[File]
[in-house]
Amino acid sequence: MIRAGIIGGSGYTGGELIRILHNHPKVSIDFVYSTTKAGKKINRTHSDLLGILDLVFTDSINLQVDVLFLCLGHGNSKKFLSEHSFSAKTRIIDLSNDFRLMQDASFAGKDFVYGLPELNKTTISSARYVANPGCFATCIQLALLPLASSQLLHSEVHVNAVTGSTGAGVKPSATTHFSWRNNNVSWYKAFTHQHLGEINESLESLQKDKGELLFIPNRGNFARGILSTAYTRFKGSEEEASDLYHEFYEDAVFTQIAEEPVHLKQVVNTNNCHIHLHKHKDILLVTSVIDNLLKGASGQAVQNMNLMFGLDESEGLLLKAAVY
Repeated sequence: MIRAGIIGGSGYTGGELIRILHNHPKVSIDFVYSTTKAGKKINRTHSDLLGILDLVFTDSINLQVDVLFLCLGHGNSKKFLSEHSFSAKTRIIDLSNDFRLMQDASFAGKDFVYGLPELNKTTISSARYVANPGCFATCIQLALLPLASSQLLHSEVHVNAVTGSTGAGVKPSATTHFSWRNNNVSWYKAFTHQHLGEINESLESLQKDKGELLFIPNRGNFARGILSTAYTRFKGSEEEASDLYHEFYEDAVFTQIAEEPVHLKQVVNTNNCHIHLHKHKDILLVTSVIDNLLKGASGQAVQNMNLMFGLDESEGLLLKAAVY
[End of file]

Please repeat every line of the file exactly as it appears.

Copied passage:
[in-house]
Amino acid sequence: MIRAGIIGGSGYTGGELIRILHNHPKVSIDFVYSTTKAGKKINRTHSDLLGILDLVFTDSINLQVDVLFLCLGHGNSKKFLSEHSFSAKTRIIDLSNDFRLMQDASFAGKDFVYGLPELNKTTISSARYVANPGCFATCIQLALLPLASSQLLHSEVHVNAVTGSTGAGVKPSATTHFSWRNNNVSWYKAFTHQHLGEINESLESLQKDKGELLFIPNRGNFARGILSTAYTRFKGSEEEASDLYHEFYEDAVFTQIAEEPVHLKQVVNTNNCHIHLHKHKDILLVTSVIDNLLKGASGQAVQNMNLMFGLDESEGLLLKAAVY
Repeated sequence: MIRAGIIGGSGYTGGELIRILHNHPKVSIDFVYSTTKAGKKINRTHSDLLGILDLVFTDSINLQVDVLFLCLGHGNSKKFLSEHSFSAKTRIIDLSNDFRLMQDASFAGKDFVYGLPELNKTTISSARYVANPGCFATCIQLALLPLASSQLLHSEVHVNAVTGSTGAGVKPSATTHFSWRNNNVSWYKAFTHQHLGEINESLESLQKDKGELLFIPNRGNFARGILSTAYTRFKGSEEEASDLYHEFYEDAVFTQIAEEPVHLKQVVNTNNCHIHLHKHKDILLVTSVIDNLLKGASGQAVQNMNLMFGLDESEGLLLKAAVY